The Daily Star/BEIRUT: Free Patriotic Movement Leader Michel Aoun said Tuesday that there was no contradiction between his initiative to change the electoral process and former Prime Minister Saad Hariri's road map to save the country from crisis, stressing the need to hold parliamentary polls before a presidential vote. “We don’t care who is elected as president, what we care about is our struggle to reform the electoral laws for the presidential and the parliamentary elections,” Aoun said after his the Reform and Change bloc meeting in Rabieh. “This means that what Former Prime Minister Hariri suggested does not clash with our standpoint, rather it stands on our side."Asked about the contradiction between Hariri’s opinion that a president should be elected first and Aoun’s call for the amendment of the constitution, the Maronite leader said his priority was to change the laws and elect a parliament. “He called for presidential elections first? We call for parliamentary elections first, and then the parliament can elect a President,” Aoun said. The FPM leader also renewed his party’s commitment to the Orthodox Gathering law for parliamentary elections - which is based on sects - and to the idea of opening up the presidential election to the public, with a voting advantage given to Christians in a first round. “Allowing the people to directly elect the president ensures their rights,” he said. “It also allows the president to adopt policies that safeguard the national interest, as opposed to policies that are subject to foreign [manipulation].” Stressing that it “protects the rights of all religious groups and of minorities inside sects,” Aoun expressed confidence that his initiative would establish “justice and enhance national unity and coexistence.”
The change would require the Constitution to be amended to allow Lebanese people to vote for their head of state. Aoun has suggested that Christians vote in a first round, with the top two candidates then facing a public poll open to voters of all sects. An opponent of the Taif Agreement ever since it was signed in 1989, Aoun rejected his political rivals' accusations that his two suggestions violate the peace accord that ended Lebanon's 15-year civil war and addressed an imbalance in rights afforded to Muslims and Christians. “The Orthodox Gathering law is the only one that ensures the rights of Christians without harming the rights of anyone else,” he said, referring to an election law proposed last year in which every sect elects representatives in Parliament from within its own community.
Aoun's comments come days after Hariri outlined Friday a road map to safeguard Lebanon’s stability and protect it from the reverberations of the turmoil in Syria and Iraq that involved the election of a new president and the withdrawal of Hezbollah from the war in Syria. After the Christian Gathering - an umbrella group of which the Orthodox Gathering is part of - issued a statement calling Hariri’s plan an attack on the national pact, the former premier's office said the group had “deliberately distorted” his words. Aoun’s comments also touched on the Iraq and Gaza crises.
“What is offered to Christians by giving them the choice of either masking their beliefs and embracing Islam or being exiled and beheaded is an attempt to eliminate their existence,” he said, referring to the options laid out for Mosul’s Christian communities by the Islamic State of Iraq and Greater Syria (ISIS). He compared the offensive by the Israeli state against Gaza's Palestinians to that of ISIS against Iraq's Christians, saying they both aimed at “eliminating the identities of the people." “The aim of [the Israeli offensive on] Gaza is the elimination of the Palestinian identity and the displacement of whoever remains of that people in the occupied territories.”Aoun said that with the project aiming to eliminate the two central features of the East - the presence of Christians and the Palestinian identity - “Arab nationalism collapses and gets replaced by sectarian wars,” allowing “Israel to fix its identity as a Jewish state and eliminate all threats to its survival.”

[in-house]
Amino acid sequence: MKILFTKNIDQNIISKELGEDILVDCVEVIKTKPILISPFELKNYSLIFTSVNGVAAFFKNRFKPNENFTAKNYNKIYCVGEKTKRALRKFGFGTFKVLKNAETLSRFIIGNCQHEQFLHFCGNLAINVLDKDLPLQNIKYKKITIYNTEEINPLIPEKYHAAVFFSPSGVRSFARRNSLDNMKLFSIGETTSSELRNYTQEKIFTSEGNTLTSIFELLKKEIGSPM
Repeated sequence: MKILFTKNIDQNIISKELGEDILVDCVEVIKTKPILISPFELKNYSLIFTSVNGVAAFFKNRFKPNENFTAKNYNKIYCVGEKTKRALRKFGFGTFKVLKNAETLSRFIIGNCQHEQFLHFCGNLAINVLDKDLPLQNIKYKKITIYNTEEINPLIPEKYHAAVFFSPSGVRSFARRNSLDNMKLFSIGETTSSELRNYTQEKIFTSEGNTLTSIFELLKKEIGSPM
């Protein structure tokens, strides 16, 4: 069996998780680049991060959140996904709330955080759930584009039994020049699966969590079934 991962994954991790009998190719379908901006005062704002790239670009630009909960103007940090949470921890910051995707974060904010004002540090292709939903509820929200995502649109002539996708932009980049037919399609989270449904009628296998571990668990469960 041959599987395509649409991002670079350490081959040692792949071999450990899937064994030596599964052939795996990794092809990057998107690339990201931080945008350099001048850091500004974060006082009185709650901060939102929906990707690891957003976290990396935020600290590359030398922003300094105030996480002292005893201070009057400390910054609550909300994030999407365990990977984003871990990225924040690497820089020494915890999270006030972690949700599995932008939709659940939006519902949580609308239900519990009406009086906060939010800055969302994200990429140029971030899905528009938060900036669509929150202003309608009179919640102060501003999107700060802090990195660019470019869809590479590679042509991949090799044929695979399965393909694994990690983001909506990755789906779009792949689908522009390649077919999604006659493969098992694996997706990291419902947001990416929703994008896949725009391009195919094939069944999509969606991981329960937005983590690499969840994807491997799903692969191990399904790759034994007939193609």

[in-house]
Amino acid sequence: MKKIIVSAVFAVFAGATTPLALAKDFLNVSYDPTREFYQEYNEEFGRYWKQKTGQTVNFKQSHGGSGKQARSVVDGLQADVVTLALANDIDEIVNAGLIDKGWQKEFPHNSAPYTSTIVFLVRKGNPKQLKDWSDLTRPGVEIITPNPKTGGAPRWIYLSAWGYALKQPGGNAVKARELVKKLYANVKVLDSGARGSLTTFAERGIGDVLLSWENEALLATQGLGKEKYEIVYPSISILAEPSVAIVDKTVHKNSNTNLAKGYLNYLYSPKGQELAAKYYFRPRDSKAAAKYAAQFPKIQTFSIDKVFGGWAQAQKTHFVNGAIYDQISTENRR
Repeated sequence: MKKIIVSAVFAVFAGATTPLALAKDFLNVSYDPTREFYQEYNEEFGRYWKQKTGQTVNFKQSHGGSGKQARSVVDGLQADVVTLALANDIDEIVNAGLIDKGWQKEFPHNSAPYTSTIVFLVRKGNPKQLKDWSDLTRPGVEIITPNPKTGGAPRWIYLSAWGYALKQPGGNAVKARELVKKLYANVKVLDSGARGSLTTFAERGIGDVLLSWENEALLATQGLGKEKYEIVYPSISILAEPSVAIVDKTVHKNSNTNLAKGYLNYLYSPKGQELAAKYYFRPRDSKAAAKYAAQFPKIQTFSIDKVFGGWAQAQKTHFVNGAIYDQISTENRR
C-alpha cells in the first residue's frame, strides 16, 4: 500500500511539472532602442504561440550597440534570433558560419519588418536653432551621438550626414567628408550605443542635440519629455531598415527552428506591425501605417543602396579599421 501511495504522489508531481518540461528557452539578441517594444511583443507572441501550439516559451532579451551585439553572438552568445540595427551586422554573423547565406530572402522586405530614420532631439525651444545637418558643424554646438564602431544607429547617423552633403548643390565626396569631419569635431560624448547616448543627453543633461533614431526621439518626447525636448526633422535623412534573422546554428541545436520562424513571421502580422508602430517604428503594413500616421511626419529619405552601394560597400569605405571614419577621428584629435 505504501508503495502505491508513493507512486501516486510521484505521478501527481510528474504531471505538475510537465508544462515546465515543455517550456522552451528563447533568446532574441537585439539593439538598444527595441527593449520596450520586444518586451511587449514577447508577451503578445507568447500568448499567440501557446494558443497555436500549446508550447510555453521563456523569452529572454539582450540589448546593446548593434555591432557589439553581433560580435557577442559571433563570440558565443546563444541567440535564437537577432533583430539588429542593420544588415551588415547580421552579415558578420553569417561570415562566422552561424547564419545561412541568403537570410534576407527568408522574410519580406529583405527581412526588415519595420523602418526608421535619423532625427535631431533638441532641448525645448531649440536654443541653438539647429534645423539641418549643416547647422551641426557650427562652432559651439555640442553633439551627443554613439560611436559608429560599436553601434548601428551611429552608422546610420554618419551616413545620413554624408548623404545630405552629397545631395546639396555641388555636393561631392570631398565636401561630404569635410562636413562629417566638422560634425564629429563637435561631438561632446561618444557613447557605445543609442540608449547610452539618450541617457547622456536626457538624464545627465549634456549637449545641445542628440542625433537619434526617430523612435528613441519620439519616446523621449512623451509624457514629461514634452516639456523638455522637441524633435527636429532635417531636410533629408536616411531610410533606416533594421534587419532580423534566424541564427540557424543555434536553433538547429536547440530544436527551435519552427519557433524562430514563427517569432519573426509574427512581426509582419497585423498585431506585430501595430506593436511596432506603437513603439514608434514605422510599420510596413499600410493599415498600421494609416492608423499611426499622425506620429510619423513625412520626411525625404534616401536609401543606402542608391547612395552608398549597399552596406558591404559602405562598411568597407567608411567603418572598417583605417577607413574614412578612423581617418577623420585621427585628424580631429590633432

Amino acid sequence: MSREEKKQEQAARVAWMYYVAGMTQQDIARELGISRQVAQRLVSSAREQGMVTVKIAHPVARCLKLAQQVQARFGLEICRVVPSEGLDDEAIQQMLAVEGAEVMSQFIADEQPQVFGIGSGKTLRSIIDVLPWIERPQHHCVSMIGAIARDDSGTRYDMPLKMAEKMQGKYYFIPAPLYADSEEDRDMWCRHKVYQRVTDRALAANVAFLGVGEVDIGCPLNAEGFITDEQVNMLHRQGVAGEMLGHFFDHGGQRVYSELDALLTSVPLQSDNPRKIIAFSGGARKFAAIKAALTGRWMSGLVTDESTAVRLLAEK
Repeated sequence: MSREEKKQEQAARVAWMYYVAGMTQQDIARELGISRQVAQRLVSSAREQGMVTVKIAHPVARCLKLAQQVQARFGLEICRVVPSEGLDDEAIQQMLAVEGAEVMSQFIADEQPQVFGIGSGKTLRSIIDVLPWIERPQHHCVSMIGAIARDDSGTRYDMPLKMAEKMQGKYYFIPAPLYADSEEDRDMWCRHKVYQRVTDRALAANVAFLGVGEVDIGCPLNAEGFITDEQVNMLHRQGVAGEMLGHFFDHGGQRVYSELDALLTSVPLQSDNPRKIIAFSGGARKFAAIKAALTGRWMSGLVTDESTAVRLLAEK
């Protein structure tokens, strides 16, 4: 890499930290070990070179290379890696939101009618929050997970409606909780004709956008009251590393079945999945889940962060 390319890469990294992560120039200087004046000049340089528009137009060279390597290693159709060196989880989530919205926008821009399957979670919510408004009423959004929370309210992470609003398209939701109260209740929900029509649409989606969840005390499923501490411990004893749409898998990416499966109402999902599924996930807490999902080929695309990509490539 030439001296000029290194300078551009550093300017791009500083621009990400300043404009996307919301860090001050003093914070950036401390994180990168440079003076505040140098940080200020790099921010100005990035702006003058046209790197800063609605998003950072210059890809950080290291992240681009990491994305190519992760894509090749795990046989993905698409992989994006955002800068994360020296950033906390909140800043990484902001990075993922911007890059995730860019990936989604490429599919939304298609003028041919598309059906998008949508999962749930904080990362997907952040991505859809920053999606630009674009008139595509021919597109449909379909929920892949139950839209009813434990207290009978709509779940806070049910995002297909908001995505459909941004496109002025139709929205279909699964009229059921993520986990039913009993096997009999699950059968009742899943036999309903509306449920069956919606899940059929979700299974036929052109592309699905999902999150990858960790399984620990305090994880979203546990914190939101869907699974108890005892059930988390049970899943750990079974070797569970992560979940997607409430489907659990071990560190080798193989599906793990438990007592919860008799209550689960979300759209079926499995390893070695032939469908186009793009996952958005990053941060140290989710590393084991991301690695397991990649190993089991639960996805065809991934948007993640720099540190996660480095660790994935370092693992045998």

Did FBI push Muslims to plot terror attacks?
By Eman El-Shenawi | Al Arabiya News
Tuesday, 22 July 2014
Since the 9/11 attacks, the FBI has supported and in some cases even paid American Muslims to carry out terrorist acts during ‘sting operations’, a human rights groups claimed in a report published Monday. "Far from protecting Americans, including American Muslims, from the threat of terrorism, the policies documented in this report have diverted law enforcement from pursuing real threats," said the report by Human Rights Watch. Helped by Columbia University Law School's Human Rights Institute, Human Rights Watch studied 27 cases from investigation through trial, interviewing 215 people, comprising those accused or sentenced in terrorism cases, their relatives, defense lawyers, prosecutors and judges.
"In some cases the FBI may have created terrorists out of law-abiding individuals by suggesting the idea of taking terrorist action or encouraging the target to act," the report said. “Although some of the methods may shock, they are, regrettably, standard operating procedures. [Regarding] Snooping ... when one is in that business, one avails himself, which should surprise no one,” Dr. Joseph A. Kéchichian, an American scholar, historian and political scientist, told Al Arabiya News on Tuesday.